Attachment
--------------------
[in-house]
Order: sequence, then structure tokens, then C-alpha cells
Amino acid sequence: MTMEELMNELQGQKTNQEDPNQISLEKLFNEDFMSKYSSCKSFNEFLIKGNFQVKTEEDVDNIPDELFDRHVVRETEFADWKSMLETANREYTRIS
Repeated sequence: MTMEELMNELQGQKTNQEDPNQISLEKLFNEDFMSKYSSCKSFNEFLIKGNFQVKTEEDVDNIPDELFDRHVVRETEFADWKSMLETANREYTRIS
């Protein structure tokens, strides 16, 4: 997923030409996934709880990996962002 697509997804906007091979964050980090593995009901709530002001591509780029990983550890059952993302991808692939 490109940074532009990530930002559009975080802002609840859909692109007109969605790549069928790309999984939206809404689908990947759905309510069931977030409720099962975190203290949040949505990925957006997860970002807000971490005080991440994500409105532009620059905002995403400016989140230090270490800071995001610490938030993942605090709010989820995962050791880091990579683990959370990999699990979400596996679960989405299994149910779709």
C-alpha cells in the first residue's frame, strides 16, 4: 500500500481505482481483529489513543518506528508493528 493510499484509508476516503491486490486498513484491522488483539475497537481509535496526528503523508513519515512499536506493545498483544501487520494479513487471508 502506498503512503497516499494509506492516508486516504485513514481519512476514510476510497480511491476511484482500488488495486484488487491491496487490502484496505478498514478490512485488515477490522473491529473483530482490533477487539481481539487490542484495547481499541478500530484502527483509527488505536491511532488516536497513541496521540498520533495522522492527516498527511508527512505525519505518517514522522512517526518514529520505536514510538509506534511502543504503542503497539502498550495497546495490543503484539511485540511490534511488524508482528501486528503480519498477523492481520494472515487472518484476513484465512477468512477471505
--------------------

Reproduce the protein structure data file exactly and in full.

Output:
[in-house]
Order: sequence, then structure tokens, then C-alpha cells
Amino acid sequence: MTMEELMNELQGQKTNQEDPNQISLEKLFNEDFMSKYSSCKSFNEFLIKGNFQVKTEEDVDNIPDELFDRHVVRETEFADWKSMLETANREYTRIS
Repeated sequence: MTMEELMNELQGQKTNQEDPNQISLEKLFNEDFMSKYSSCKSFNEFLIKGNFQVKTEEDVDNIPDELFDRHVVRETEFADWKSMLETANREYTRIS
């Protein structure tokens, strides 16, 4: 997923030409996934709880990996962002 697509997804906007091979964050980090593995009901709530002001591509780029990983550890059952993302991808692939 490109940074532009990530930002559009975080802002609840859909692109007109969605790549069928790309999984939206809404689908990947759905309510069931977030409720099962975190203290949040949505990925957006997860970002807000971490005080991440994500409105532009620059905002995403400016989140230090270490800071995001610490938030993942605090709010989820995962050791880091990579683990959370990999699990979400596996679960989405299994149910779709």
C-alpha cells in the first residue's frame, strides 16, 4: 500500500481505482481483529489513543518506528508493528 493510499484509508476516503491486490486498513484491522488483539475497537481509535496526528503523508513519515512499536506493545498483544501487520494479513487471508 502506498503512503497516499494509506492516508486516504485513514481519512476514510476510497480511491476511484482500488488495486484488487491491496487490502484496505478498514478490512485488515477490522473491529473483530482490533477487539481481539487490542484495547481499541478500530484502527483509527488505536491511532488516536497513541496521540498520533495522522492527516498527511508527512505525519505518517514522522512517526518514529520505536514510538509506534511502543504503542503497539502498550495497546495490543503484539511485540511490534511488524508482528501486528503480519498477523492481520494472515487472518484476513484465512477468512477471505